Oscars: We talk to stars from Susan Sarandon to Steve McQueen about winning their golden statuettes
It was nice to show the bottom part of my dress
Susan Sarandon: 'This Oscar came as my fifth nomination so it was nice to finally get up and show the bottom part of my dress. If you are nominated for best actress you wait until the end of the evening: your blood sugar is so low you are lucky if you remember why you are there. Larry Fishburne leaned over to me and said, 'If you don't get it this time, we are burning this place down'.
There is a downside: you are nervous about thanking people and making sure that you aren't a blubbering idiot. My kids weren't interested in going with me, which was too bad, but they were watching at the hotel and one of my sons thought I was going to faint - he saw me put my hand up to my head. We went back to the hotel after the show to reassure them I hadn't. They were still awake.
Because the whole thing starts so early - you always half feel like a hooker, walking around with all that make-up and jewellery on at 3pm.
The most moving part was just having everyone stand and applaud for so long. I looked out and saw [Jack] Nicholson and Meryl [Streep] and a lot of people that I knew. I felt the warmth of that moment, especially as it's not an easy business to survive in and stay sane. Plus it was pretty loaded, having found the book and developed it and beating Tim [Robbins], my partner at the time, into making it. Out of all my nominations, it was the film that meant the most.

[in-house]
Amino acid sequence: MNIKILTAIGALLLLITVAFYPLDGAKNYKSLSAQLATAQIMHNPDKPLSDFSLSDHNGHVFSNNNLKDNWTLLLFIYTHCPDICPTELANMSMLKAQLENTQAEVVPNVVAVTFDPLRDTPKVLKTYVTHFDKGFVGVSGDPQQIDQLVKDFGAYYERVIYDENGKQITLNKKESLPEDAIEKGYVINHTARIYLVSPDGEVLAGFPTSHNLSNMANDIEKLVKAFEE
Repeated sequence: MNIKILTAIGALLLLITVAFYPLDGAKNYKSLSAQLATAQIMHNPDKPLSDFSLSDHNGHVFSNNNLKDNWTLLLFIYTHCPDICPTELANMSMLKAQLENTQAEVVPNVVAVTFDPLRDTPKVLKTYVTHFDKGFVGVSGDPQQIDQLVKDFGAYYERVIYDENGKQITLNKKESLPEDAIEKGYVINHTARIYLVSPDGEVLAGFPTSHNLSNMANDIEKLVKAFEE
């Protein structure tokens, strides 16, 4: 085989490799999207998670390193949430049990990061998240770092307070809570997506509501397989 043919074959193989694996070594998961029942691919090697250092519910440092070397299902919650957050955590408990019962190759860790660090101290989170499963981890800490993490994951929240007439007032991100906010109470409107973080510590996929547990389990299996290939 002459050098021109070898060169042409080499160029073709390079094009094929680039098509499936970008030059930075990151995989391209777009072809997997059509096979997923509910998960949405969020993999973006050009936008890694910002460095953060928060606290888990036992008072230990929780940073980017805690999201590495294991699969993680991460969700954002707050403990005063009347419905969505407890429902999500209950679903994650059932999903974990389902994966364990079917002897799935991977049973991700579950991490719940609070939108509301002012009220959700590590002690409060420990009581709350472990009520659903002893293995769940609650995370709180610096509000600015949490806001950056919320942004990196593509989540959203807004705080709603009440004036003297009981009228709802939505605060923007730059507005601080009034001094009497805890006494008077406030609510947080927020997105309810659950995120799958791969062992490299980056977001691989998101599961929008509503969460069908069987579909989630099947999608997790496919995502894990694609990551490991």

At the same time, all actors realise that a race for recognition, in a business that is so connected to commerce, is a very subjective thing. There are so many performances that don't get recognition - especially these days when you have to have so much money to run a campaign. The first time I was nominated, for Louis Malle's Atlantic City, I got a message I had been nominated. I called the studio, who were like, 'We don't know how that happened'. That would never happen now. And there are so many ways that people vote that are just not that serious; like, they think, 'It's so great that she made herself look ugly and stuck on a fake nose,' or 'I feel good about voting for Mandela', and 'I like Gandhi' - I'm not convinced everyone sat through three hours of Gandhi.
Any sane actor knows that there are only so many great parts. If Jessica Lange or Meryl Streep or Sigourney Weaver had found the book of Dead Man Walking, they probably would have got the nomination, just like there are other actresses who can play the roles Meryl is doing. You are very lucky to find something that is really juicy and you can dig your teeth into. On the other hand, it is a wonderful club to be part of, to be able to say 'Susan Sarandon, Oscar winner', as opposed to 'four-time loser'.'
READ:Ben Kingsley on best actor in Gandhi in 1993 Brenda Fricker: best supporting actress in My Left Foot 1990 Steve McQueen on best pictures for 12 Years A Slave 2014 Angela Lansbury on her honorary Oscar in 2013 Juliette Binoche on best actress in the English Patient 1997